A question I answer a fair amount in my job. What are they usually asking about? Anemones. "Well, they're animals. They're relatives of jellyfish and corals." "OK...huh? So...how are they animals?"
This next question, the how or why are they animals question, is more difficult to answer. Anemones, fortunately eat and move so you can tell people that without having to get into the difference between a cell wall and cell membrane. Something else I find myself trying to explain a fair amount is the fact that seaweeds are not plants.
Seaweeds are protists in the family that eventually led to land plants so calling them plants is a bit like calling an amoeba an animal. The kingdom protist eventually led to all land plants, animals and fungus so it's a very diverse group that has been around for millions of years. Most protists are unicellular but things like kelp are multicellular protists. Seaweeds typically get energy from sunlight the way plants do but they have some serious structural differences. They don't have roots, leaves, stems, flowers or any of the parts we associate with plants.
The matter is further confused when you introduce the term algae. Algae is generally used to describe seaweeds (plant-like protists) that are unicellular and generally collect on surfaces (surfaces of rocks or surfaces of the water or that junk on your home aquarium). Now most algaes are protists but some are...actually bacteria. Bacteria are not even in the same family at all. They're just something, while alive, very different from eukaryotes like plants and animals and seaweed.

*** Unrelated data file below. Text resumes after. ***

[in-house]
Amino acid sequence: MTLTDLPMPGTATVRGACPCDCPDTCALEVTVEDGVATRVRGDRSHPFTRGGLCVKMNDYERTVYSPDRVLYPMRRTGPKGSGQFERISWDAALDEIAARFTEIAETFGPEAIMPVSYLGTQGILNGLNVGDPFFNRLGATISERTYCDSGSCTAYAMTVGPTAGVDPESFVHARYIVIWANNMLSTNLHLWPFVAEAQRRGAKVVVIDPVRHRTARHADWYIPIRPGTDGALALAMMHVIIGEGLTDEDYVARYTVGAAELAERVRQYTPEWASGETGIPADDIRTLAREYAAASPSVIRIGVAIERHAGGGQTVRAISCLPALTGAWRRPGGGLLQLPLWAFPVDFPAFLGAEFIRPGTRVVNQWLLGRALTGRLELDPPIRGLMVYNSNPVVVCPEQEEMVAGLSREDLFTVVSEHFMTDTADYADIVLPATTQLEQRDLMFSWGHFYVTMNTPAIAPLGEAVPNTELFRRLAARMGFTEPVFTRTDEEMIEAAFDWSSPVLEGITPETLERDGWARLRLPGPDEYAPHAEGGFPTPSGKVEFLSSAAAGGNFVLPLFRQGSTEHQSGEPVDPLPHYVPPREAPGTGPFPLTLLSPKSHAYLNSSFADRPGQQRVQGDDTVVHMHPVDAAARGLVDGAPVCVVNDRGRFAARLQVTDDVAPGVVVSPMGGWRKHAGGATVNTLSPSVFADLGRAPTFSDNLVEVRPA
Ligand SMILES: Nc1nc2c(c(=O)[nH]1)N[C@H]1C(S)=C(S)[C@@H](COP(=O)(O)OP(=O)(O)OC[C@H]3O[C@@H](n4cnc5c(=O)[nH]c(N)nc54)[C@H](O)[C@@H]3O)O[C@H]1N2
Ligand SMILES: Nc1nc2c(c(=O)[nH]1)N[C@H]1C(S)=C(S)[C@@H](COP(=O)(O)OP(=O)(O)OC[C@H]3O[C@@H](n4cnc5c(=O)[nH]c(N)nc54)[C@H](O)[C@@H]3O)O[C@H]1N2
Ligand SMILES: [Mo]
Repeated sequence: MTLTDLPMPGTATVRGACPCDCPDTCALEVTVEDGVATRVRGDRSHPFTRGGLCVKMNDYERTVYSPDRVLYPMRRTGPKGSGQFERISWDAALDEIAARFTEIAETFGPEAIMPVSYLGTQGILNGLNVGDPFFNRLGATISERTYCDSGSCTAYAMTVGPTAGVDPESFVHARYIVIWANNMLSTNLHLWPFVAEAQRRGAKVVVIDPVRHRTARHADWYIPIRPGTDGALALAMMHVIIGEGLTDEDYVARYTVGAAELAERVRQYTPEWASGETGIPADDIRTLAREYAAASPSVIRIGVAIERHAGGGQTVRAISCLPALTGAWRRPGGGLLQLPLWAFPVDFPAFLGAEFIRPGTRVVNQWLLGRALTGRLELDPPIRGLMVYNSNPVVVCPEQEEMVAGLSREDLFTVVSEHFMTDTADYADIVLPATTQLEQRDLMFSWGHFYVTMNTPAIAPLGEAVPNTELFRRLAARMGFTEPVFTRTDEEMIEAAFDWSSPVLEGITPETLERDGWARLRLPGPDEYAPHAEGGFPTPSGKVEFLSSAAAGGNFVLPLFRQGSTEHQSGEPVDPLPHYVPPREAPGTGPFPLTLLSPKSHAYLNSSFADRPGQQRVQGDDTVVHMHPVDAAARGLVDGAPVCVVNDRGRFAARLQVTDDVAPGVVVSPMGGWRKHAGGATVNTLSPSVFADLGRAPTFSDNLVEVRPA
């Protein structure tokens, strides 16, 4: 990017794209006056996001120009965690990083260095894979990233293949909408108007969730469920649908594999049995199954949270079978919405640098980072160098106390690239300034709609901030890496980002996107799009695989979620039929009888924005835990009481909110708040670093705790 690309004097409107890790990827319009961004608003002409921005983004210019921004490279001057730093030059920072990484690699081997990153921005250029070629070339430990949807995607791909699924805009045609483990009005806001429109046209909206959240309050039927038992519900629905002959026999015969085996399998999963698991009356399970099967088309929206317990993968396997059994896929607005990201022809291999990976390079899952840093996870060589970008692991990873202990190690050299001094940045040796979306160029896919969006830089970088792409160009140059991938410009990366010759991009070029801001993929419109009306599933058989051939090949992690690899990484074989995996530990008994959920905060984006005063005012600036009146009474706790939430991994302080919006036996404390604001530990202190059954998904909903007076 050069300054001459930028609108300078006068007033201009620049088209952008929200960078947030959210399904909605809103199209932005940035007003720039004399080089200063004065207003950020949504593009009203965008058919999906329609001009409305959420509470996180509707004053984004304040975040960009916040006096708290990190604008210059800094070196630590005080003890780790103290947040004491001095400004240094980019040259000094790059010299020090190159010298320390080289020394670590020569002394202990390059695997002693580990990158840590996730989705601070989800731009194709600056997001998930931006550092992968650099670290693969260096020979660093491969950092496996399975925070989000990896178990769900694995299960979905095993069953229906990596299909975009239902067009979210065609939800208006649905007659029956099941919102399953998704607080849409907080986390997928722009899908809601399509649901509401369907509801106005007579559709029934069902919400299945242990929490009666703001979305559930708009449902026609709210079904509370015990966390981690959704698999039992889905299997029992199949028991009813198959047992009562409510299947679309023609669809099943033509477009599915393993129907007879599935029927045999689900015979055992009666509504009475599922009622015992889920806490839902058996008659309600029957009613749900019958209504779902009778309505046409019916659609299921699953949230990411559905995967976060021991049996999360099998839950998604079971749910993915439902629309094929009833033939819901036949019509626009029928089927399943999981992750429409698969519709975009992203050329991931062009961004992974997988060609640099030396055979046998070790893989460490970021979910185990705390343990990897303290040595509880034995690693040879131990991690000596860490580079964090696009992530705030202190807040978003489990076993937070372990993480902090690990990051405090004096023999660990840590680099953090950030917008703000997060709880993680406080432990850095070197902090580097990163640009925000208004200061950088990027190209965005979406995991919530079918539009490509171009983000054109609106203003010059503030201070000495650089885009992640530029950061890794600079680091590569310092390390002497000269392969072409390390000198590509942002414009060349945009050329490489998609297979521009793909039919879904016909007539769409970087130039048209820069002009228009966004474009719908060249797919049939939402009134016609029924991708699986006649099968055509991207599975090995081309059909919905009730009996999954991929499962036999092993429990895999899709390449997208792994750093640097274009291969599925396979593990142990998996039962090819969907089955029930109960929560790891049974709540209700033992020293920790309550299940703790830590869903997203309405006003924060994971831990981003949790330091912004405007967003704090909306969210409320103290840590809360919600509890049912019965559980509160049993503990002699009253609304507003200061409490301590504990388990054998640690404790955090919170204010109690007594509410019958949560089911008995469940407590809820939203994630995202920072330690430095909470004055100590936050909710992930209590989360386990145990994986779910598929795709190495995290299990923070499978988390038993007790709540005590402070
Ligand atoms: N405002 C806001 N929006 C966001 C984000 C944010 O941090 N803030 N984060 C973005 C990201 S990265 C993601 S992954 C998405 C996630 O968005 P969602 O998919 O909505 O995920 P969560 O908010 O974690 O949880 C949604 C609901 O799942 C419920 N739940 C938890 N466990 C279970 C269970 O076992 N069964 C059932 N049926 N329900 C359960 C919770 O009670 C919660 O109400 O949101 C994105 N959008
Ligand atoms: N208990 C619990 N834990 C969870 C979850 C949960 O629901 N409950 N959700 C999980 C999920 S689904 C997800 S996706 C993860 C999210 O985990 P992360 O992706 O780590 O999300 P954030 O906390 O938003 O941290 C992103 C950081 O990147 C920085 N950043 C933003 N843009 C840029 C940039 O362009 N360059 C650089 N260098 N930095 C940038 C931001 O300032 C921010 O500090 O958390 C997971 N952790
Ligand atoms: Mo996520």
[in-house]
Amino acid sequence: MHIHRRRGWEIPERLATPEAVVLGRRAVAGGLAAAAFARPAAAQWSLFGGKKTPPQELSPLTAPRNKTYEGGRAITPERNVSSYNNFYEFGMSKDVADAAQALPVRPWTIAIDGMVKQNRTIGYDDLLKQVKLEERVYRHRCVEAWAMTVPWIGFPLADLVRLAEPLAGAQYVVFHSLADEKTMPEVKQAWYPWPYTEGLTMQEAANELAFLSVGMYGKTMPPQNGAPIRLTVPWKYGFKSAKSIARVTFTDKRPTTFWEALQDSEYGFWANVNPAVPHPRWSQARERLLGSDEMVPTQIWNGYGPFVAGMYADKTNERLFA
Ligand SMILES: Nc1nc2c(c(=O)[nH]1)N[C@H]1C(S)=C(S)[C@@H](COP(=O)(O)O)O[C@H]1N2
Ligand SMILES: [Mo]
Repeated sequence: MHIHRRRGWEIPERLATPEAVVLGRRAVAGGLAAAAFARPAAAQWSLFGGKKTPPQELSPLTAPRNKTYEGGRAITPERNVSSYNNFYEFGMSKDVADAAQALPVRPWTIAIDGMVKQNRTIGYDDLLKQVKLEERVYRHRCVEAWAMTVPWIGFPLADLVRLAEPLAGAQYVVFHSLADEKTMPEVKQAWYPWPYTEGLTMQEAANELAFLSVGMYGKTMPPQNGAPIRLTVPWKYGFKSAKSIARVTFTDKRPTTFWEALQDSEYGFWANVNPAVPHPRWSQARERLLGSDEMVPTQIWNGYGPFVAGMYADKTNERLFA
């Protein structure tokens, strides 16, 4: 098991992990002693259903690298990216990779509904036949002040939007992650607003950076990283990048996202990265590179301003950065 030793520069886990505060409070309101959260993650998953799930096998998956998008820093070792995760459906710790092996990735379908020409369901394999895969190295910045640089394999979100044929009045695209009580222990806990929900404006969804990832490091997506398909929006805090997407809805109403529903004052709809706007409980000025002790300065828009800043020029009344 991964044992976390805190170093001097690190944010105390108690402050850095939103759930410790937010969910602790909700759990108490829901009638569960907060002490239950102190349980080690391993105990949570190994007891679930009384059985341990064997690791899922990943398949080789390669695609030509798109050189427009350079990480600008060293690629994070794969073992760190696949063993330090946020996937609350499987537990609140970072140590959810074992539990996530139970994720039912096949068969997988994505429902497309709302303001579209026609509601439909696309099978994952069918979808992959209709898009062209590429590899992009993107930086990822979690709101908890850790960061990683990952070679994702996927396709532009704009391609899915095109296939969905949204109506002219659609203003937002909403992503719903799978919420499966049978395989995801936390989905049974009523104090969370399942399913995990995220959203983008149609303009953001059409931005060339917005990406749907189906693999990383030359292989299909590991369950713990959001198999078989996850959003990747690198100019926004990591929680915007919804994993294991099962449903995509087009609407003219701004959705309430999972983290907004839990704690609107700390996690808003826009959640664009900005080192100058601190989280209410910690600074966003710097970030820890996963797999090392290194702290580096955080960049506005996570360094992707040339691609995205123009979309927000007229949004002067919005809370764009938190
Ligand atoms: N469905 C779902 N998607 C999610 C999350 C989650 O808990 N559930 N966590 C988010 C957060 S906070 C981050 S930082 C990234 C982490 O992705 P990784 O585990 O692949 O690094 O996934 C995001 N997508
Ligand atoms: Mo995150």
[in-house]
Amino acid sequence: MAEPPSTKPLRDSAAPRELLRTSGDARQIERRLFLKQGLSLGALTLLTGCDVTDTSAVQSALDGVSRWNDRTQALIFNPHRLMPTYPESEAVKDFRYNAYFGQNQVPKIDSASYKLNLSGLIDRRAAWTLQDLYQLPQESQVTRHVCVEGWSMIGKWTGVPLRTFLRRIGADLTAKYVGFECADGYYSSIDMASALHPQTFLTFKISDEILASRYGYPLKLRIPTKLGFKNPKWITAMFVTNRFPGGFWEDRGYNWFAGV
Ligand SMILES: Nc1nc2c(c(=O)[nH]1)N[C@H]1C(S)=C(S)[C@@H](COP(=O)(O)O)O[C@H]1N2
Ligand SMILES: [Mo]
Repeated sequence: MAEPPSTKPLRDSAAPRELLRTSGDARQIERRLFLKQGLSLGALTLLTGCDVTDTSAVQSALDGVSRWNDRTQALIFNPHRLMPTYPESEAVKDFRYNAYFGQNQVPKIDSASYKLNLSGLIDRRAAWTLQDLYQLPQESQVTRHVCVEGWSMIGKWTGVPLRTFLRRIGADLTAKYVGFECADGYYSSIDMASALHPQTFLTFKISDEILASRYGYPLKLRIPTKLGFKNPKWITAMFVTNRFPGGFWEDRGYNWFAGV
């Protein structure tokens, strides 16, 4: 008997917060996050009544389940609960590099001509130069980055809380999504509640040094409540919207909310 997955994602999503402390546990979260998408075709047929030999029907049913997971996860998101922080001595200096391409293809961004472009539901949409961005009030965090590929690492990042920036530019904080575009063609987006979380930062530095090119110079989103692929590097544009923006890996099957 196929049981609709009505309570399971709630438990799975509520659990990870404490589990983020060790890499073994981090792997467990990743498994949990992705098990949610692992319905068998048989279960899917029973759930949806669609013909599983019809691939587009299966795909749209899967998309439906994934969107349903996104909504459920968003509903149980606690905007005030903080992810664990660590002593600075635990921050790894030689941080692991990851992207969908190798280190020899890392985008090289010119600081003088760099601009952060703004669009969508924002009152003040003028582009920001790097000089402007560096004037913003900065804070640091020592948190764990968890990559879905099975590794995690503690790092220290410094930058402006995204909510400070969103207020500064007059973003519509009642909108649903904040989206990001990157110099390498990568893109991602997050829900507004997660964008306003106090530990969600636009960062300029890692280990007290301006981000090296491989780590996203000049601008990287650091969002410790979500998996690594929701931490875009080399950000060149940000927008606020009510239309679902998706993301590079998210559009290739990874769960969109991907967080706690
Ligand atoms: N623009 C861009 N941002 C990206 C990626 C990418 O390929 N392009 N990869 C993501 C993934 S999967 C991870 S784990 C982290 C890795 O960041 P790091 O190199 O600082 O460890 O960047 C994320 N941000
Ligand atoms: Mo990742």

So why do I care about this? Well I think it's inherently interesting. But I think the reason I want to teach people about this confusing nonsense is that I believe it makes one appreciate how much more complex the living world is than you might first imagine. Whenever we talk about "animals" vertebrates get the lion's share (get it?!) of the air time. Vertebrates are one small family accounting for something like 4-5% of living animal species. Similarly, whenever we talk about animals and plants we're missing protists, which themselves are incredibly diverse, fungi, cyanobacteria, and y'know, archaea which is a whole kingdom. Archaea may not be terribly diverse, but still we're missing a whole kingdom most folks don't even know exists.